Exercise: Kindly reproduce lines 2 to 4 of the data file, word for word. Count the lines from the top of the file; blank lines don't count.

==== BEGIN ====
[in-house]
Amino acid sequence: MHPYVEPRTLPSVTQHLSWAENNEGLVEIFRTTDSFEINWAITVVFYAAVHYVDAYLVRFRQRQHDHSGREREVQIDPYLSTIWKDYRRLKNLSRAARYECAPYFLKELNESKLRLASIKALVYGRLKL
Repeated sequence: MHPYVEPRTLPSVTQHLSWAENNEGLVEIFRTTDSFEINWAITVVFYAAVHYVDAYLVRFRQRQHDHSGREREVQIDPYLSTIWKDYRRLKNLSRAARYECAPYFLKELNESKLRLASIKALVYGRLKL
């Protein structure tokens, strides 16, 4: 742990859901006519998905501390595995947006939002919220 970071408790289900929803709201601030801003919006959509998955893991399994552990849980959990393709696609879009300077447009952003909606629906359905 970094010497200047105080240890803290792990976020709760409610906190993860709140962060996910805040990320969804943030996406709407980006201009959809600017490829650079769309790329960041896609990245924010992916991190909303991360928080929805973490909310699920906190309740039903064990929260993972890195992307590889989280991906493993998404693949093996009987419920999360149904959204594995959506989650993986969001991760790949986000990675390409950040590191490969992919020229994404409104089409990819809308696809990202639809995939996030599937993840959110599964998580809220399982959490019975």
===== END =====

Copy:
Amino acid sequence: MHPYVEPRTLPSVTQHLSWAENNEGLVEIFRTTDSFEINWAITVVFYAAVHYVDAYLVRFRQRQHDHSGREREVQIDPYLSTIWKDYRRLKNLSRAARYECAPYFLKELNESKLRLASIKALVYGRLKL
Repeated sequence: MHPYVEPRTLPSVTQHLSWAENNEGLVEIFRTTDSFEINWAITVVFYAAVHYVDAYLVRFRQRQHDHSGREREVQIDPYLSTIWKDYRRLKNLSRAARYECAPYFLKELNESKLRLASIKALVYGRLKL
């Protein structure tokens, strides 16, 4: 742990859901006519998905501390595995947006939002919220 970071408790289900929803709201601030801003919006959509998955893991399994552990849980959990393709696609879009300077447009952003909606629906359905 970094010497200047105080240890803290792990976020709760409610906190993860709140962060996910805040990320969804943030996406709407980006201009959809600017490829650079769309790329960041896609990245924010992916991190909303991360928080929805973490909310699920906190309740039903064990929260993972890195992307590889989280991906493993998404693949093996009987419920999360149904959204594995959506989650993986969001991760790949986000990675390409950040590191490969992919020229994404409104089409990819809308696809990202639809995939996030599937993840959110599964998580809220399982959490019975």